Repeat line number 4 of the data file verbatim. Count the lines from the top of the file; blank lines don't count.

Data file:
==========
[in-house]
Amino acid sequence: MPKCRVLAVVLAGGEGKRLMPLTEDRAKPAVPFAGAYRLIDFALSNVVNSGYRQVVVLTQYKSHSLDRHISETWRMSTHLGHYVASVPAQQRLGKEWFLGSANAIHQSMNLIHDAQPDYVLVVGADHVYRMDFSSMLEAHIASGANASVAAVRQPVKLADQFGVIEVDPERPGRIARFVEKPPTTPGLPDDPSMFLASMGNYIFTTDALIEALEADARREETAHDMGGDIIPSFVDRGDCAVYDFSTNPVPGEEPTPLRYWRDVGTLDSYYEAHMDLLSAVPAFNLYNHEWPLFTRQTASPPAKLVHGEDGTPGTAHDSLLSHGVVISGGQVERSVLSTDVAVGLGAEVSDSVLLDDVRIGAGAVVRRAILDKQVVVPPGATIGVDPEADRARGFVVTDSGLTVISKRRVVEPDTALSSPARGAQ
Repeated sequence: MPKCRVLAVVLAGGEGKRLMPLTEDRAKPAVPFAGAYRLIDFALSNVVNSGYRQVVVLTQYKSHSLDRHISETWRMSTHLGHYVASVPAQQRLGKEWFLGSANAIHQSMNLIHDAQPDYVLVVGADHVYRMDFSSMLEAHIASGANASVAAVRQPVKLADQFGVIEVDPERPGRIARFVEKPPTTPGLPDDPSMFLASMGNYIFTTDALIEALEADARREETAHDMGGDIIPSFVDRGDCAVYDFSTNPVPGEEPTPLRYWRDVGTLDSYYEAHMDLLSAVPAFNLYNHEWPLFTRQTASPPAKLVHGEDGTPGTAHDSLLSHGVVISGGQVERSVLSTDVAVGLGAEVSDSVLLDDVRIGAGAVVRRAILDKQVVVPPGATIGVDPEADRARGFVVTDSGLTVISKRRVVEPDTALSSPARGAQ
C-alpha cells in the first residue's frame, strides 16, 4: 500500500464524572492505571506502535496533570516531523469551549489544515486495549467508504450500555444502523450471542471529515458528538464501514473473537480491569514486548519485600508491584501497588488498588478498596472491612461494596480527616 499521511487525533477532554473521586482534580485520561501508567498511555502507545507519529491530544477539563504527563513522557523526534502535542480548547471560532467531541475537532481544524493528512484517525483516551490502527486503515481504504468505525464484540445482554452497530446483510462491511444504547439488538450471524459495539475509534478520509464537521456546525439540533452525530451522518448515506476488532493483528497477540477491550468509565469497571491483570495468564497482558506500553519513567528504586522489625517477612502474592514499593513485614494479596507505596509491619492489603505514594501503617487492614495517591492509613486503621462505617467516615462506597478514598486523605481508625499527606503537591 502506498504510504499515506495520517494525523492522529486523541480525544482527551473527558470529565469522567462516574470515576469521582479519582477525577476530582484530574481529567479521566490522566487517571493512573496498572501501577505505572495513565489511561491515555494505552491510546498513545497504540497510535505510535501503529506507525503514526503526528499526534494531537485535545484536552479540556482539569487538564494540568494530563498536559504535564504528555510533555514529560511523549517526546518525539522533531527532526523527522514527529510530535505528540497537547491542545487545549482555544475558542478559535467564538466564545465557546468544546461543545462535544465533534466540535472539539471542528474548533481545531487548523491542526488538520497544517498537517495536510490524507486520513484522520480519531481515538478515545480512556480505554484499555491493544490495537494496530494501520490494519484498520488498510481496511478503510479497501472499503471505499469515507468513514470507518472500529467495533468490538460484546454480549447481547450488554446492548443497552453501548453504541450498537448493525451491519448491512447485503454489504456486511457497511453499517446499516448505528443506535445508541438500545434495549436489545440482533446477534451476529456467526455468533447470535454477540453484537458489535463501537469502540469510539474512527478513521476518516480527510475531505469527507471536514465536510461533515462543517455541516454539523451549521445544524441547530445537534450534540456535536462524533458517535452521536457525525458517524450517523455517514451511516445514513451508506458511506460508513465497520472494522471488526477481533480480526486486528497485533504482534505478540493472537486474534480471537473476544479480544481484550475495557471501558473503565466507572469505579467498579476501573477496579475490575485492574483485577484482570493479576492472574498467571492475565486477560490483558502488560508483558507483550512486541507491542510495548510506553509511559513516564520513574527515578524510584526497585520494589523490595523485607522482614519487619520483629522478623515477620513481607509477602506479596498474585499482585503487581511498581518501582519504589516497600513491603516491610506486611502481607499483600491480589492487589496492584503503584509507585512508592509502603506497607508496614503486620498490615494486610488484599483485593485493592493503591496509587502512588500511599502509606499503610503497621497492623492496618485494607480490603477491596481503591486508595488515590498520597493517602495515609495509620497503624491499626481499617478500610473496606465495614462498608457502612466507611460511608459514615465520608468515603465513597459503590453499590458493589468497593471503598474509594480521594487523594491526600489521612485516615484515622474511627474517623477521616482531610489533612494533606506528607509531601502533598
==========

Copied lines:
C-alpha cells in the first residue's frame, strides 16, 4: 500500500464524572492505571506502535496533570516531523469551549489544515486495549467508504450500555444502523450471542471529515458528538464501514473473537480491569514486548519485600508491584501497588488498588478498596472491612461494596480527616 499521511487525533477532554473521586482534580485520561501508567498511555502507545507519529491530544477539563504527563513522557523526534502535542480548547471560532467531541475537532481544524493528512484517525483516551490502527486503515481504504468505525464484540445482554452497530446483510462491511444504547439488538450471524459495539475509534478520509464537521456546525439540533452525530451522518448515506476488532493483528497477540477491550468509565469497571491483570495468564497482558506500553519513567528504586522489625517477612502474592514499593513485614494479596507505596509491619492489603505514594501503617487492614495517591492509613486503621462505617467516615462506597478514598486523605481508625499527606503537591 502506498504510504499515506495520517494525523492522529486523541480525544482527551473527558470529565469522567462516574470515576469521582479519582477525577476530582484530574481529567479521566490522566487517571493512573496498572501501577505505572495513565489511561491515555494505552491510546498513545497504540497510535505510535501503529506507525503514526503526528499526534494531537485535545484536552479540556482539569487538564494540568494530563498536559504535564504528555510533555514529560511523549517526546518525539522533531527532526523527522514527529510530535505528540497537547491542545487545549482555544475558542478559535467564538466564545465557546468544546461543545462535544465533534466540535472539539471542528474548533481545531487548523491542526488538520497544517498537517495536510490524507486520513484522520480519531481515538478515545480512556480505554484499555491493544490495537494496530494501520490494519484498520488498510481496511478503510479497501472499503471505499469515507468513514470507518472500529467495533468490538460484546454480549447481547450488554446492548443497552453501548453504541450498537448493525451491519448491512447485503454489504456486511457497511453499517446499516448505528443506535445508541438500545434495549436489545440482533446477534451476529456467526455468533447470535454477540453484537458489535463501537469502540469510539474512527478513521476518516480527510475531505469527507471536514465536510461533515462543517455541516454539523451549521445544524441547530445537534450534540456535536462524533458517535452521536457525525458517524450517523455517514451511516445514513451508506458511506460508513465497520472494522471488526477481533480480526486486528497485533504482534505478540493472537486474534480471537473476544479480544481484550475495557471501558473503565466507572469505579467498579476501573477496579475490575485492574483485577484482570493479576492472574498467571492475565486477560490483558502488560508483558507483550512486541507491542510495548510506553509511559513516564520513574527515578524510584526497585520494589523490595523485607522482614519487619520483629522478623515477620513481607509477602506479596498474585499482585503487581511498581518501582519504589516497600513491603516491610506486611502481607499483600491480589492487589496492584503503584509507585512508592509502603506497607508496614503486620498490615494486610488484599483485593485493592493503591496509587502512588500511599502509606499503610503497621497492623492496618485494607480490603477491596481503591486508595488515590498520597493517602495515609495509620497503624491499626481499617478500610473496606465495614462498608457502612466507611460511608459514615465520608468515603465513597459503590453499590458493589468497593471503598474509594480521594487523594491526600489521612485516615484515622474511627474517623477521616482531610489533612494533606506528607509531601502533598